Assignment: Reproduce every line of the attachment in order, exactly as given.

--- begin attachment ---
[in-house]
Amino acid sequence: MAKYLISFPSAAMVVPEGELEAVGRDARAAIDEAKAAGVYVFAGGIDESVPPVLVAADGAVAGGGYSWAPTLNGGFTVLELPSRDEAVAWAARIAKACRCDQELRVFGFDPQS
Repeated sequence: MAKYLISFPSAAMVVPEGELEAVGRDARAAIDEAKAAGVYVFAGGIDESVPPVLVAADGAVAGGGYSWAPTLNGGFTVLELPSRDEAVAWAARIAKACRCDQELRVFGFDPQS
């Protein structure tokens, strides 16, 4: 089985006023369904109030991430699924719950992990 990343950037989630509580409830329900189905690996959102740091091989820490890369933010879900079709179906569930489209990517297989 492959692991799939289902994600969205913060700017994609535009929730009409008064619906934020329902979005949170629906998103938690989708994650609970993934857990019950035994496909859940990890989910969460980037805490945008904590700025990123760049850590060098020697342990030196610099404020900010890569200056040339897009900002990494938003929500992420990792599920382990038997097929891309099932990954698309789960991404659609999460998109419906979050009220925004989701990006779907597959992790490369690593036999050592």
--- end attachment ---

[in-house]
Amino acid sequence: MAKYLISFPSAAMVVPEGELEAVGRDARAAIDEAKAAGVYVFAGGIDESVPPVLVAADGAVAGGGYSWAPTLNGGFTVLELPSRDEAVAWAARIAKACRCDQELRVFGFDPQS
Repeated sequence: MAKYLISFPSAAMVVPEGELEAVGRDARAAIDEAKAAGVYVFAGGIDESVPPVLVAADGAVAGGGYSWAPTLNGGFTVLELPSRDEAVAWAARIAKACRCDQELRVFGFDPQS
């Protein structure tokens, strides 16, 4: 089985006023369904109030991430699924719950992990 990343950037989630509580409830329900189905690996959102740091091989820490890369933010879900079709179906569930489209990517297989 492959692991799939289902994600969205913060700017994609535009929730009409008064619906934020329902979005949170629906998103938690989708994650609970993934857990019950035994496909859940990890989910969460980037805490945008904590700025990123760049850590060098020697342990030196610099404020900010890569200056040339897009900002990494938003929500992420990792599920382990038997097929891309099932990954698309789960991404659609999460998109419906979050009220925004989701990006779907597959992790490369690593036999050592």